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Psychedelics Bills Filed In Four More States As 2023 Reform Efforts Heat Up

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Another series of psychedelics reform bills have been introduced in states from New Hampshire to Hawaii, building on the movement that’s seen exceptional activity in the 2023 session.

The proposed legislation ranges in scope, but legislators across the aisle are making their interest in the issue clear this year.

More than a dozen psychedelics bills have been filed in legislatures throughout the U.S. in recent weeks—from modest proposals to establish advisory boards that would study the issue to broader ones that would legalize substances like psilocybin for therapeutic use.

Here’s a rundown of the latest proposals since Marijuana Moment’s last roundup of psychedelics legislation: 

Hawaii

Numerous psychedelics bills have been introduced in the Aloha State.

Sen. Ron Kouchi (D) filed a bill to create a “therapeutic psilocybin working group” that would be tasked with studying the “medicinal and therapeutic effects of psilocybin or psilocybin-based products” for conditions such as anxiety, depression and post-traumatic stress disorder (PTSD).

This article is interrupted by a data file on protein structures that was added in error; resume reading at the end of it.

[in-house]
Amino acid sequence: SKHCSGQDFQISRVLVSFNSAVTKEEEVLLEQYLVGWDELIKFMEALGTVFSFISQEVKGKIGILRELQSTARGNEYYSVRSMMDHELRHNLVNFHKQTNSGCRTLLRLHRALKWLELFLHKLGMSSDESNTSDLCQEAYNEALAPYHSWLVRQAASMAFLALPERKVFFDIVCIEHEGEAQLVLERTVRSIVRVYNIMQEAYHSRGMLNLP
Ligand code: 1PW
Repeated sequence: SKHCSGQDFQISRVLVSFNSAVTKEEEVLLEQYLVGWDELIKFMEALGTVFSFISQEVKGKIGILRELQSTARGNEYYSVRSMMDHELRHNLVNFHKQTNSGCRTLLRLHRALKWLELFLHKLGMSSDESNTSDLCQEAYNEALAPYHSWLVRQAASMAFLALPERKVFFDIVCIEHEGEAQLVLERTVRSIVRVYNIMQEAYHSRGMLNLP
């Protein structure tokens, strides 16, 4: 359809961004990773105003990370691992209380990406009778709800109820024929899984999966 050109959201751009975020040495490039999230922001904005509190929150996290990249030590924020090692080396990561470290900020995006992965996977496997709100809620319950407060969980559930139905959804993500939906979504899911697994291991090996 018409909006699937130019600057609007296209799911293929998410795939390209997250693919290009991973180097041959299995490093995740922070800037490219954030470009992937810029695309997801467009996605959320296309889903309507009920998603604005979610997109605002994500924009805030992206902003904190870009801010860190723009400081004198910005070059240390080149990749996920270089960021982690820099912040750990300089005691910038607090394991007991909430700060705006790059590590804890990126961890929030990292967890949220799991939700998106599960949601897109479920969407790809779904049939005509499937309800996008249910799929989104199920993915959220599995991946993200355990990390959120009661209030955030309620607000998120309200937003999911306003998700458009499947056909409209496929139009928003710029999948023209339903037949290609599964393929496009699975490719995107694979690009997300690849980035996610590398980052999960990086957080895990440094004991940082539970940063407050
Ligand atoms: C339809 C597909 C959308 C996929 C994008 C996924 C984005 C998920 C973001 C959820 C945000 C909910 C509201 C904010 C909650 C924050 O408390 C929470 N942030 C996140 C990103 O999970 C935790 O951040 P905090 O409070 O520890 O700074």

The body would also need to look into the efficacy of therapeutic psilocybin programs that are being implemented in Colorado and Oregon.

Members would have to “determine and develop a long-term strategic plan to ensure the safe availability and accessibility of affordable, therapeutic psilocybin

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Bipartisan Pennsylvania Senators Say They Have The Votes To Legalize Marijuana, But Governor Needs To Step Up Engagement

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Bipartisan Pennsylvania lawmakers say the votes are there to pass a marijuana legalization bill as soon as this year, though they stressed that the governor needs to work across the aisle to get the job done—and argued that it would be helpful if the federal government implemented its proposed cannabis rescheduling rule sooner rather than later.